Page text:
Scolding Single Mothers about Marriage: Some Cautionary Facts
With the War on Poverty marking its 50th anniversary, the scolds are out in force. Their target? Single mothers – especially the poor ones. The preachy ones are reviving an old argument – that if you are a single mother and you are poor, there is a clear solution for you – just get married. There is a blaming quality to the argument, an implication that if you are poor it is your own fault.
To bolster their argument, the just-get-married crowd says that two can live more cheaply than one and that married people have more money than single people do. It is important to recognize the ways in which these claims are true and the ways in which they are misleading.
Here are some facts to keep in mind next time you hear the claim that marriage is a solution to poverty.
#1 Two can live more cheaply than one, except…
This argument is, on the surface, a simple one about economies of scale. If two people live together, they pay one rent or mortgage, one utility bill, one cable bill, and all the rest. But suppose you are a single mom (or anyone else, for that matter) trying to pay all your bills on your own. You hear all those claims about how marrying will lift you out of poverty, so maybe you go for it even if you are not so sure about your partner.
Problem #1 with “fact” #1: If you are poor, perhaps many of the potential partners you meet are also financially strapped. If you marry someone and that person either has no job, has a job but then loses it, or brings in less money than he (or she) spends, then guess what? You are now in worse shape, economically. You still have the same income yourself, but now you are covering the expenses of another adult (and you have that much less space in your place).
Will the person watch the kids while you work, saving you money on childcare that way? Maybe, if they are not out looking for work and not threatened by taking on that role. If you already had someone else helping (a relative, perhaps), then you still are not saving anything.
Problem #2 with “fact” #1: If there really are “economies of scale” advantages to be had, you can get them by cohabiting. Two people living under the same roof have the same electric bill regardless of whether they are married or cohabiting.
Problem #3 with “fact” #1: Not everyone who marries lives together. “Living apart together” is not widely recognized but it is probably practiced by at least 6 percent of all American adults.
#2 Married people have more money than single people, but…
I have spent a lot of time and effort debunking myths about marriage – for example, if you get married, you will be lastingly happier and healthier, live longer, have more and better sex, more interpersonal connections, and raise more successful children. (You can find links to all of the debunking here.) But there is one claim about marriage that I do not contest – if you get married, you probably will become better off financially. (I discuss one of the reasons for that next, in #3.)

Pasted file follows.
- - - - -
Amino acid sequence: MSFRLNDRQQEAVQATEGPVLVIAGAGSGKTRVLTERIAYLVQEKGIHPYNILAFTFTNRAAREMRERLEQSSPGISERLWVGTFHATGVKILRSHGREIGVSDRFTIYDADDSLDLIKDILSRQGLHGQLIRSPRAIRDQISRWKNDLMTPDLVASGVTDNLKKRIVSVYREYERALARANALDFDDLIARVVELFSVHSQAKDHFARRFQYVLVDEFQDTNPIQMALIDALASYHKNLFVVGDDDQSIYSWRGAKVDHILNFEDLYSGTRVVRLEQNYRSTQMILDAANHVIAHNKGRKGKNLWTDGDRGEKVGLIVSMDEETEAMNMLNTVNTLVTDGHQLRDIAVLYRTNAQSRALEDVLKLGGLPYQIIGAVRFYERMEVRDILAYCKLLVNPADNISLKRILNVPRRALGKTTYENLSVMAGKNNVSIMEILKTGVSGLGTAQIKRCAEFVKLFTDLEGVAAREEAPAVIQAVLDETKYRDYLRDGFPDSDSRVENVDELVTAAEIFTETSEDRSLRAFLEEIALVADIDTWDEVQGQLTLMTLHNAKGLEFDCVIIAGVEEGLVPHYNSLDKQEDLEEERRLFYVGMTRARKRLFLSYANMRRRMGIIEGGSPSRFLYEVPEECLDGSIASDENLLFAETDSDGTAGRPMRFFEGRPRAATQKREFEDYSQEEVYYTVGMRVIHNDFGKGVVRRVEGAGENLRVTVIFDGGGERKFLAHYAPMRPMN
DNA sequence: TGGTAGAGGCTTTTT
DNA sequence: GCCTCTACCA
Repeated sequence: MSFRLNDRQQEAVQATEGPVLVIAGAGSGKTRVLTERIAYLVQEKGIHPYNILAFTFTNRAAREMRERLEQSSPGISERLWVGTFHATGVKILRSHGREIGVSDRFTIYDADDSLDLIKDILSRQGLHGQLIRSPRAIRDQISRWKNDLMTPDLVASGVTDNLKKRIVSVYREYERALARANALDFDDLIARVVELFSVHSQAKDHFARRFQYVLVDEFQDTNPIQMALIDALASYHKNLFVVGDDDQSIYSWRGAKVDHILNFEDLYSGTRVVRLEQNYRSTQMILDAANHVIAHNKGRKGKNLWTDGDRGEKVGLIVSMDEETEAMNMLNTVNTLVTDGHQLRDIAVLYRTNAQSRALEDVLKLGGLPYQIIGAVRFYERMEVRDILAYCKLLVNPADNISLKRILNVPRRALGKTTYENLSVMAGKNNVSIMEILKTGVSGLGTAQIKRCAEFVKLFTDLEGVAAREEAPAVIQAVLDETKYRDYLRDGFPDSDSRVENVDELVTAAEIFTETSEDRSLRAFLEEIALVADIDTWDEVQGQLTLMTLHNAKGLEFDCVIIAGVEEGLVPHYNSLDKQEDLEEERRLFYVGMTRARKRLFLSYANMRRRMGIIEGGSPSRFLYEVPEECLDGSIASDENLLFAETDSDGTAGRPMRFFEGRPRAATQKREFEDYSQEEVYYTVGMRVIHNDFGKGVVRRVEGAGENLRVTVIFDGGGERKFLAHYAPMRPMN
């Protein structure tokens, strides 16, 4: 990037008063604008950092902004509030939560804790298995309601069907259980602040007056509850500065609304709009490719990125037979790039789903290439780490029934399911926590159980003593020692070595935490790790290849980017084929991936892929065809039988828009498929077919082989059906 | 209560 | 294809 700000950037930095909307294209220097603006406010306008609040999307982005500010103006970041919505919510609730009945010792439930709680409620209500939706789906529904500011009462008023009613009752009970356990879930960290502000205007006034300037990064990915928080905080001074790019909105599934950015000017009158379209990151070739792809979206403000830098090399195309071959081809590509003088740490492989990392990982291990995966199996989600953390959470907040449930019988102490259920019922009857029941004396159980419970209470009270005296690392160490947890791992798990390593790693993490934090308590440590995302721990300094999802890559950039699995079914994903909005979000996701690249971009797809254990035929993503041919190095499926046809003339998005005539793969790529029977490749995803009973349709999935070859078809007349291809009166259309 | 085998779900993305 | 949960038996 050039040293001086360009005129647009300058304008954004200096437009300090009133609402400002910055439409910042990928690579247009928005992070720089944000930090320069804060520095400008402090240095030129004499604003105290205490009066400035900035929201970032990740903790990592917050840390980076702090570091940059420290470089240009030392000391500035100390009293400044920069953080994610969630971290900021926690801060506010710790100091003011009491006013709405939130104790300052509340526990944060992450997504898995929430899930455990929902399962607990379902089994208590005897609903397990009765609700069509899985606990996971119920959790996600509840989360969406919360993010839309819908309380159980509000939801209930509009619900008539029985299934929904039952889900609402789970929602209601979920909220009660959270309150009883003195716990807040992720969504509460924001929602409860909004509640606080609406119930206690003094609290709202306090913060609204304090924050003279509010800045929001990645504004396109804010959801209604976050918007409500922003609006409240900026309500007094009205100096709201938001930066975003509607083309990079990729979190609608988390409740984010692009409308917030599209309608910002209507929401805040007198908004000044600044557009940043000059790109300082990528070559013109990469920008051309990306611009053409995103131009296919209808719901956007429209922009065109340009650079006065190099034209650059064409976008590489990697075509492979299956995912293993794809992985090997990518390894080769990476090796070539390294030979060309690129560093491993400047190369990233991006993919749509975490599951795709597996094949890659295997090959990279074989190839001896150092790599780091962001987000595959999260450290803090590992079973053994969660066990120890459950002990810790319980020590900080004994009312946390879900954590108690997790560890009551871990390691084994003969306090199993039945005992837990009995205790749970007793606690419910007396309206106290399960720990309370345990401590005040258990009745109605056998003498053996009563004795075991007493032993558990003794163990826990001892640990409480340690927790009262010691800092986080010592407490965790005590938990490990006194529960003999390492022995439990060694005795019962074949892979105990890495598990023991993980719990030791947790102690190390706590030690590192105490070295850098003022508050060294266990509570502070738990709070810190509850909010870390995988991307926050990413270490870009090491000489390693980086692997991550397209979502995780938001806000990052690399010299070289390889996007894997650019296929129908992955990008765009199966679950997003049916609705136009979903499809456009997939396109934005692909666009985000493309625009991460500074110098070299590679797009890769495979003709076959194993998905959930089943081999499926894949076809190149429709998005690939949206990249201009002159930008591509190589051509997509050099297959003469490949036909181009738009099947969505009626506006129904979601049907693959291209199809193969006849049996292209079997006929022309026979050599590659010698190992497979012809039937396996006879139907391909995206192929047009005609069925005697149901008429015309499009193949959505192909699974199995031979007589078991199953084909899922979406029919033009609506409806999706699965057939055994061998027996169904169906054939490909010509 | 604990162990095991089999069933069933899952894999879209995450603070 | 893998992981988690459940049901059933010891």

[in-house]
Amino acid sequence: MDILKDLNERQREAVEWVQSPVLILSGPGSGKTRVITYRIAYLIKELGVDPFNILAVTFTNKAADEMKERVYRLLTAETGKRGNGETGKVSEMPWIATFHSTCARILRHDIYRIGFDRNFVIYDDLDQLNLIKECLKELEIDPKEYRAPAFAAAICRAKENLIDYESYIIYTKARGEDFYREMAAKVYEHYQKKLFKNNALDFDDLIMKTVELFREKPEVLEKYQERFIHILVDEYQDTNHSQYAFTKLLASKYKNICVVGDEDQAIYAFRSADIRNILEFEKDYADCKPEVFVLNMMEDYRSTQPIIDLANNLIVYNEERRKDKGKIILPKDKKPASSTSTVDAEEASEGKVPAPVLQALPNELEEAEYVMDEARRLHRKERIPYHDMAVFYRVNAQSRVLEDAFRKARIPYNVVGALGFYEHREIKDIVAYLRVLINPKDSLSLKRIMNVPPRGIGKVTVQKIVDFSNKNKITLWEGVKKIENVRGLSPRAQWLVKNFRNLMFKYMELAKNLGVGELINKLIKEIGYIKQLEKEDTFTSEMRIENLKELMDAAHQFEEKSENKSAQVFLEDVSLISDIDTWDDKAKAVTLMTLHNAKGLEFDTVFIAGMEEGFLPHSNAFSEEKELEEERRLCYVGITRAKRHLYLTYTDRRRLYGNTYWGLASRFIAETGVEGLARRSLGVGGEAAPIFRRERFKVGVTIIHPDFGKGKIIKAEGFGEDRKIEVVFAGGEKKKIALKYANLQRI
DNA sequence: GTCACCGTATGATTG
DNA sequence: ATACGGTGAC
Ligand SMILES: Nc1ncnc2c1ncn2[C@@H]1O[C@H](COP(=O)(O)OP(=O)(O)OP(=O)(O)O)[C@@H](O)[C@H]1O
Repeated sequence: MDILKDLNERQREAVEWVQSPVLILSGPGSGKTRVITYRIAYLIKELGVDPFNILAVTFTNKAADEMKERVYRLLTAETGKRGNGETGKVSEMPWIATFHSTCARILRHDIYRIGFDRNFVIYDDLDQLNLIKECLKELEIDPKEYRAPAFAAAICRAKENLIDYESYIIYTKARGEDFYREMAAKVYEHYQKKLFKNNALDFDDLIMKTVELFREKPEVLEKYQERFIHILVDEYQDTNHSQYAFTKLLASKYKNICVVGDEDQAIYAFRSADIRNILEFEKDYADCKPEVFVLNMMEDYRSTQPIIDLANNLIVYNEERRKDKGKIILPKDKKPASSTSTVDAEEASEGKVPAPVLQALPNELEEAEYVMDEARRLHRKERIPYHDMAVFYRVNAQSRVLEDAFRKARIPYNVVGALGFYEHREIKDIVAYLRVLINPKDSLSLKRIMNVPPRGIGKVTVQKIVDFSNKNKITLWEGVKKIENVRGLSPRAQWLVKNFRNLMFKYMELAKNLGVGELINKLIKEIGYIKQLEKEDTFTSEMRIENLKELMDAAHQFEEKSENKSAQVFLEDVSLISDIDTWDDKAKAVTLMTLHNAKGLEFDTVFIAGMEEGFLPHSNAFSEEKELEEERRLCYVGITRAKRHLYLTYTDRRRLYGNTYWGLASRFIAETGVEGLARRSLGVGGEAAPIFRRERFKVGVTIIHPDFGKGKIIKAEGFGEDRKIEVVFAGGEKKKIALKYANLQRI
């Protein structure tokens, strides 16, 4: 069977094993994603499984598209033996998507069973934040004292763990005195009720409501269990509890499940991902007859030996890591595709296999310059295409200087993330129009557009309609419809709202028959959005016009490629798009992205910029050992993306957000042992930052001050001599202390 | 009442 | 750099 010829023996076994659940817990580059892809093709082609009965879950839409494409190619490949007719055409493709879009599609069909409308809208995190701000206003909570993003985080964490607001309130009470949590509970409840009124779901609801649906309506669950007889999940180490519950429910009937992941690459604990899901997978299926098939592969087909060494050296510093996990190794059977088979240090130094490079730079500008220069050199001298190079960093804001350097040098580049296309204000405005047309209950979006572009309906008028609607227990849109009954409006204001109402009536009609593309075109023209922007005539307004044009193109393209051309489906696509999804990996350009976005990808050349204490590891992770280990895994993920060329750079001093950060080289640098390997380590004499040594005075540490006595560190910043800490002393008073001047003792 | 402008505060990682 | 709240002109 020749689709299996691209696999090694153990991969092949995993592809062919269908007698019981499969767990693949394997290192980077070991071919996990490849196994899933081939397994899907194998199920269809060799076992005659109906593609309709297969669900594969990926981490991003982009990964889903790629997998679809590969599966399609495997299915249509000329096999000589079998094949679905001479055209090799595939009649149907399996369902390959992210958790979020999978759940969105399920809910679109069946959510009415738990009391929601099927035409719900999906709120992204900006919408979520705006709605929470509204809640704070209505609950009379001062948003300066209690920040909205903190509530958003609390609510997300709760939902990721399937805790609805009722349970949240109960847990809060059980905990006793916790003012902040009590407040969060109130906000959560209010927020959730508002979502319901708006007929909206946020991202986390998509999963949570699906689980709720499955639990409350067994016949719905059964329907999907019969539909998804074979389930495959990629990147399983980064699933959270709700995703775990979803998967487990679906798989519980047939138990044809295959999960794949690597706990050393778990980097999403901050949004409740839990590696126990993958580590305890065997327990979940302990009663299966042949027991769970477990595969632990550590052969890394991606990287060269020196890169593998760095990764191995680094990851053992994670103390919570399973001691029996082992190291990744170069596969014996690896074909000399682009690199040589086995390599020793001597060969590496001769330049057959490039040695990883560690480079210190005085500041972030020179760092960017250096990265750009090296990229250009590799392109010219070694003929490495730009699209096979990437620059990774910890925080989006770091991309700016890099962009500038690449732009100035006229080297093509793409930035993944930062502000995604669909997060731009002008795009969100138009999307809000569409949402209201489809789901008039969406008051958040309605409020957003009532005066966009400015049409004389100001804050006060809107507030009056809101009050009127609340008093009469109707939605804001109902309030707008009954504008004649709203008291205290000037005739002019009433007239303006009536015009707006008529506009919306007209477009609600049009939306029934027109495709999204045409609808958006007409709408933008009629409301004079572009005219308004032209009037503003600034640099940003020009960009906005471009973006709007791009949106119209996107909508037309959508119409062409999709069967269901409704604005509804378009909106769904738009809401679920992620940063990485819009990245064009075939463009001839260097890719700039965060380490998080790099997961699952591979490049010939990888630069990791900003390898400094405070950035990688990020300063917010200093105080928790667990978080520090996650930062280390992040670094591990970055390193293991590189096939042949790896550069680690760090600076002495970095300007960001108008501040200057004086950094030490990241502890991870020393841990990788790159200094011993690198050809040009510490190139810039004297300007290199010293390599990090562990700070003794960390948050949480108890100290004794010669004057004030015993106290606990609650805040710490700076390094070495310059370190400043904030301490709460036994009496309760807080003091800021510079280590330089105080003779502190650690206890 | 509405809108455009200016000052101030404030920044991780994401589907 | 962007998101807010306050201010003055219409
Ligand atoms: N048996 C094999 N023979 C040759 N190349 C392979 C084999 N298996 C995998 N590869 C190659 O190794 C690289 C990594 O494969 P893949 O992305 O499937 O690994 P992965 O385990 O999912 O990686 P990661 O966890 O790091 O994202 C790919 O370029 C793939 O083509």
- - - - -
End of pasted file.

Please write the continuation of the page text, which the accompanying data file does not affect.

Problem #1 with “fact” #2: Marriage as a path to a better financial situation backfires if you get divorced. Research shows that single mothers who get married and then divorce end up in worse shape, financially, than single mothers who stay single. The potential partners for poor single moms may often bring problems of their own that add to the stresses of poverty, resulting in particularly high rates of divorce for those who do marry. If the moralistic pressure to marry pushes even more women to marry partners who are not good for them, then the divorce rate is likely to become higher still, and even more single mothers will end up even worse off financially than they would have been if they had stayed single.
Problem #2 with “fact” #2: There are financial risks to marriage, as, for example, when a partner has debts or a bad credit score or spends very unwisely.
#3 Get married and you hit the government handout jackpot, and you don’t even need to be poor to access it. However…
There are more than 1,000 government benefits and protections available only to those who are legally married, and that’s just at the federal level. Getting access to them was one of the main motivators of the fight for same-sex marriage rights. Single people who cannot get these benefits are basically subsidizing the married people who can. That’s one of the many instances of institutionalized singlism.
However, in some ways, even these government handouts are disproportionately helpful to people who are better off financially. For example, marriage comes with breaks on estate taxes but if you don’t have much of an estate, that’s not such a great perk. Same for Social Security benefits, which help married people in more ways than they help single people. But if you work at a job for which no Social Security benefits are accrued, that’s not much help, either.
#4 There is little evidence that the teens of single mothers end up better off emotionally or physically if their mothers get married than if they stay single.
It is time for the moralizing and scolding to end. Those who truly care about the disproportionate levels of poverty among single mothers need to think of better solutions than just telling them to get married.
[Note: Thanks to Beth O’Donnell for the heads-up about one of the articles about marriage-promotion and poverty.]
Young pregnant woman image available from Shutterstock.
DePaulo, B. (2014). Scolding Single Mothers about Marriage: Some Cautionary Facts. Psych Central. Retrieved on May 28, 2015, from http://blogs.psychcentral.com/single-at-heart/2014/01/scolding-single-mothers-about-marriage-some-cautionary-facts/